Rabies: There is a high incidence of dog rabies in Thailand, and about 60 cases of human rabies were reported in 2000. Dogs account for about 95% of rabid animals, cats about 3.5%. Cases in other mammals and wildlife have been reported (cattle, monkeys, gibbons, bears, civets, bats, and large rats). Rabid, stray dogs are common in Bangkok, as well as other urban and rural areas. Although rabies is rare among tourists—there is risk. No one should pet or pick up any stray animals. All children should be warned to avoid contact with unknown animals. Human diploid cell rabies vaccine is available, but is very expensive and no more effective than the newer “second generation” tissue culture vaccines. These include the Vero cell and purified chick and duck embryo cell vaccines. Human and equine rabies immune globulin (HRIG and ERIG) are manufactured by the Thai Red Cross in limited quantity for local use only. Since the European manufacturers of ERIG have ceased production, immune globulin for post-exposure treatment is in very short supply. Rabies pre-exposure vaccination is recommended for long-term residents, particularly children, and for travelers who plan to venture off the five-star hotel trail and expose themselves to the large stray dog population. Vaccination is strongly recommended for travelers who plan extensive touring to neighboring countries including India, Cambodia, Laos, Burma, and Vietnam, where tissue-culture vaccines, and particularly rabies immune globulin, may not be available. The State Department recommends vaccination for all expatriate corporate employees and their families, especially the children. A rabies clinic is operated by the Queen Saovabha Institute/Thai Red Cross Society Hospital in Bangkok.
Schistosomiasis: There is potential risk of schistosomiasis, albeit minimal, in the southern province of Nakhon Si Thammarat, where intermediate snail hosts exist. To be safe, travelers should avoid swimming or wading in freshwater lakes, ponds, or streams in these areas.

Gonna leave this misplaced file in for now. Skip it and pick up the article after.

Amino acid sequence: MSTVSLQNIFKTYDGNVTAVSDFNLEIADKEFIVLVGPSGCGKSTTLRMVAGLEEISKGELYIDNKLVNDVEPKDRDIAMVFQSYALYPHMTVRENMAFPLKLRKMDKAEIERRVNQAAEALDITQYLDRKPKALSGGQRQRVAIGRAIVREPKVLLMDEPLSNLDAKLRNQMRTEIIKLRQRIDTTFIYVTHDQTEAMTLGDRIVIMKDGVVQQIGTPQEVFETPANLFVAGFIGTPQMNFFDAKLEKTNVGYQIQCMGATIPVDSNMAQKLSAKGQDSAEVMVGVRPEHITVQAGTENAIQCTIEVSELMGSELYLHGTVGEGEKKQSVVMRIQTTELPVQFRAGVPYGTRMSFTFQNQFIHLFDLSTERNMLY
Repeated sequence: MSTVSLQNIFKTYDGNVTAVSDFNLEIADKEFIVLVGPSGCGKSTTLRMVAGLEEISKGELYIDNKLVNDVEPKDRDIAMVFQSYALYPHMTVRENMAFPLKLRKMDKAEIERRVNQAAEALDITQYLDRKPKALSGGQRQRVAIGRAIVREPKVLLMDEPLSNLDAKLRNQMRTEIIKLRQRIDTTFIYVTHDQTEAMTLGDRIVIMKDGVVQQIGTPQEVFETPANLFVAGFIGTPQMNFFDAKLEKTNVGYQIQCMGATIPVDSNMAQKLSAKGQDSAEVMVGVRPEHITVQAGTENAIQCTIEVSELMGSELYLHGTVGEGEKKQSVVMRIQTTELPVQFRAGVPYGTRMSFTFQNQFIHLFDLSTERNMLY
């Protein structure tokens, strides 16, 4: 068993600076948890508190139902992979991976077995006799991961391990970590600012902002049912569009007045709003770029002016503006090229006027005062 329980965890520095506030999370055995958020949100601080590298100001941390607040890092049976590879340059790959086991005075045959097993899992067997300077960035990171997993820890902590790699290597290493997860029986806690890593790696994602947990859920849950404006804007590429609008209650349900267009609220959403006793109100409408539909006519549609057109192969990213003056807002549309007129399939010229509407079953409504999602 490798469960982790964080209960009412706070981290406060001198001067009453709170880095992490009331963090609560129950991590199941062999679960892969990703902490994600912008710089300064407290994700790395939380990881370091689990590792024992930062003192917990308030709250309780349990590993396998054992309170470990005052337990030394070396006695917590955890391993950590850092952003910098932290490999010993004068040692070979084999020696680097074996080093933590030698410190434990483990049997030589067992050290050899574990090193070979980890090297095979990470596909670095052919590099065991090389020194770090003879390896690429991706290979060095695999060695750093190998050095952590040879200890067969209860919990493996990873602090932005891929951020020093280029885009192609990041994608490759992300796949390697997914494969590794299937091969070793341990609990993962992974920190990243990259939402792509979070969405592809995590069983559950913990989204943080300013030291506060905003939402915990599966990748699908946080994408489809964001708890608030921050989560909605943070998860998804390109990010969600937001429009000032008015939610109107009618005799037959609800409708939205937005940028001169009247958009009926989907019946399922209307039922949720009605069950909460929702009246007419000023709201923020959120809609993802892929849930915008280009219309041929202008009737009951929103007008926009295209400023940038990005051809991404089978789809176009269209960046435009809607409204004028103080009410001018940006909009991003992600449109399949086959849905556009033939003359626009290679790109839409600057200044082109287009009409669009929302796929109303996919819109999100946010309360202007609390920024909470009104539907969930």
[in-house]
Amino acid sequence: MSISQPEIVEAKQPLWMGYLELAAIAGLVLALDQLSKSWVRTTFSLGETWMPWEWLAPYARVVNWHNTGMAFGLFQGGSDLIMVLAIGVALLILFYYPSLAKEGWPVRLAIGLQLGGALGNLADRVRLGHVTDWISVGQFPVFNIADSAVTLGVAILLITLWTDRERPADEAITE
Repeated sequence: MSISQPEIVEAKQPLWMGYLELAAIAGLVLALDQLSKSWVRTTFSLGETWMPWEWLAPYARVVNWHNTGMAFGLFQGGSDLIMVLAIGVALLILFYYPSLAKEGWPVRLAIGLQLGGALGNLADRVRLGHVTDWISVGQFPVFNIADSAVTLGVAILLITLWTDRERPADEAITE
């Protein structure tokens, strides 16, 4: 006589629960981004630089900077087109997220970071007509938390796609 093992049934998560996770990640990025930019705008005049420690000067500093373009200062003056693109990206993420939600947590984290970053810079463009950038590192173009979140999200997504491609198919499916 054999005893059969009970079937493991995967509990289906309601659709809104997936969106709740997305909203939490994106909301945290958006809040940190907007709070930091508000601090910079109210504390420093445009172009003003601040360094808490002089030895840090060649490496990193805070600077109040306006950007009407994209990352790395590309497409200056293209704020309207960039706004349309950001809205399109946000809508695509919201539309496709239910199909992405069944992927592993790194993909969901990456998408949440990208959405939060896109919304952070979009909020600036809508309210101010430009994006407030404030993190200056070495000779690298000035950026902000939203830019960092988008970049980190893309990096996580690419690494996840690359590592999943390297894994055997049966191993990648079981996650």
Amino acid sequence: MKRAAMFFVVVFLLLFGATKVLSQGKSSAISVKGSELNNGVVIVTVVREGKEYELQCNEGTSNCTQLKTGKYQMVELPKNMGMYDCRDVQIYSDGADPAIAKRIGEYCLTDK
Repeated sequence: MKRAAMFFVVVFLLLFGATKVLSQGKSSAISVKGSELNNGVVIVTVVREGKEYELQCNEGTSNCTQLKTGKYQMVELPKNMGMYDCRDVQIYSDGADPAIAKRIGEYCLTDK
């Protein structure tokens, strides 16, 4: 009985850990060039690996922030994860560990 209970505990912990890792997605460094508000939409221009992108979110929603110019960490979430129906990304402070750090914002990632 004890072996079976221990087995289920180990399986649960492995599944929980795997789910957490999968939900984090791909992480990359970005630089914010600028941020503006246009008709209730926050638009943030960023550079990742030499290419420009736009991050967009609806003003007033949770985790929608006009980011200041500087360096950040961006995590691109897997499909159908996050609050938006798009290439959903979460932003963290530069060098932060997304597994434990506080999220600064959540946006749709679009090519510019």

Travelers' Diarrhea: Moderate risk. Campylobacter bacteria cause over 50% of cases travelers' diarrhea in Thailand, and over 90% of campylobacter species are now reported to be resistant to quinolone antibiotics. Quinolones, however, are still recommended as the first choice for the treatment of acute diarrhea, since a good clinical response may still be obtained. Azithromycin (Zithromax) is the best alternative antibiotic. Diarrhea not responding to antibiotic treatment may be due to a parasitic disease such as giardiasis or amebiasis, but these infections rarely affect tourists.
Tuberculosis: The clinical incidence of tuberculosis in Thailand has been increasing since 1987. This is probably due to the high incidence of HIV infection. There is also an increasing rate of multidrug-resistant tuberculosis. Tuberculosis is common in all developing countries. However, this country has a prevalence of over 100 cases per 100,000 population, the highest WHO risk category. Travelers planning to stay more than 3 months should have pre-departure PPD skin test status documented. Travelers should avoid crowded public places and public transportation whenever possible. Domestic help should be screened for TB.
Typhoid Fever: The incidence of typhoid (enteric) fever is slowly decreasing. Typhoid is reported countrywide, with the highest incidence in the northern and the southern regions, and the incidence greater in the summer and during the rainy seasons (between March and October). Typhoid vaccine is recommended for extended travel outside of tourist areas. The typhoid vacccines are 60% to 70% effective. Food and drink precautions should continue to be observed.